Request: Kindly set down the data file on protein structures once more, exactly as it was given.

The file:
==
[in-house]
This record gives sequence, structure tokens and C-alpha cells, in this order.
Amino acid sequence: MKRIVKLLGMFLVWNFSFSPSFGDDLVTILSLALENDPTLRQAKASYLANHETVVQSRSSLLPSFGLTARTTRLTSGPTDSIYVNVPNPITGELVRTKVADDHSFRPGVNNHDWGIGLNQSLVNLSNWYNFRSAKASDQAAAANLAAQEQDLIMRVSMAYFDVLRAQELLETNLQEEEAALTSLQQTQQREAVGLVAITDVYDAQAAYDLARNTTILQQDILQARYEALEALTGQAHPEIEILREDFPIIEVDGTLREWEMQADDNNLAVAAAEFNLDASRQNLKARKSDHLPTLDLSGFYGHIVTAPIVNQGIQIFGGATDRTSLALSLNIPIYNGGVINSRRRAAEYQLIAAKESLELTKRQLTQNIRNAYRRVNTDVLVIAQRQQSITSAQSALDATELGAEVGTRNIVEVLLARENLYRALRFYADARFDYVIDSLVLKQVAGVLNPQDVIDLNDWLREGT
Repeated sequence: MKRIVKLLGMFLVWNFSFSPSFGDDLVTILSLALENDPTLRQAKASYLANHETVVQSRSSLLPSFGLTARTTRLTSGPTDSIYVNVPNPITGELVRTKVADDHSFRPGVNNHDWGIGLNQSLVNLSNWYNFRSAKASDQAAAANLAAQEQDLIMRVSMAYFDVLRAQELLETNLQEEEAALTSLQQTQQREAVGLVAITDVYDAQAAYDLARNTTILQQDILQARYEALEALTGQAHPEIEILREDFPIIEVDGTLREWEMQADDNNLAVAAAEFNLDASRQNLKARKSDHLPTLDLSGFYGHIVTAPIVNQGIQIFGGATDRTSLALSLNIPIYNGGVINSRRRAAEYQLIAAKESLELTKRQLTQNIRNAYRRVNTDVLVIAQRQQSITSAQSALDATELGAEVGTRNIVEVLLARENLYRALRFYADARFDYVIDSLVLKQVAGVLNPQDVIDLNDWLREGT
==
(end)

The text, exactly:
[in-house]
This record gives sequence, structure tokens and C-alpha cells, in this order.
Amino acid sequence: MKRIVKLLGMFLVWNFSFSPSFGDDLVTILSLALENDPTLRQAKASYLANHETVVQSRSSLLPSFGLTARTTRLTSGPTDSIYVNVPNPITGELVRTKVADDHSFRPGVNNHDWGIGLNQSLVNLSNWYNFRSAKASDQAAAANLAAQEQDLIMRVSMAYFDVLRAQELLETNLQEEEAALTSLQQTQQREAVGLVAITDVYDAQAAYDLARNTTILQQDILQARYEALEALTGQAHPEIEILREDFPIIEVDGTLREWEMQADDNNLAVAAAEFNLDASRQNLKARKSDHLPTLDLSGFYGHIVTAPIVNQGIQIFGGATDRTSLALSLNIPIYNGGVINSRRRAAEYQLIAAKESLELTKRQLTQNIRNAYRRVNTDVLVIAQRQQSITSAQSALDATELGAEVGTRNIVEVLLARENLYRALRFYADARFDYVIDSLVLKQVAGVLNPQDVIDLNDWLREGT
Repeated sequence: MKRIVKLLGMFLVWNFSFSPSFGDDLVTILSLALENDPTLRQAKASYLANHETVVQSRSSLLPSFGLTARTTRLTSGPTDSIYVNVPNPITGELVRTKVADDHSFRPGVNNHDWGIGLNQSLVNLSNWYNFRSAKASDQAAAANLAAQEQDLIMRVSMAYFDVLRAQELLETNLQEEEAALTSLQQTQQREAVGLVAITDVYDAQAAYDLARNTTILQQDILQARYEALEALTGQAHPEIEILREDFPIIEVDGTLREWEMQADDNNLAVAAAEFNLDASRQNLKARKSDHLPTLDLSGFYGHIVTAPIVNQGIQIFGGATDRTSLALSLNIPIYNGGVINSRRRAAEYQLIAAKESLELTKRQLTQNIRNAYRRVNTDVLVIAQRQQSITSAQSALDATELGAEVGTRNIVEVLLARENLYRALRFYADARFDYVIDSLVLKQVAGVLNPQDVIDLNDWLREGT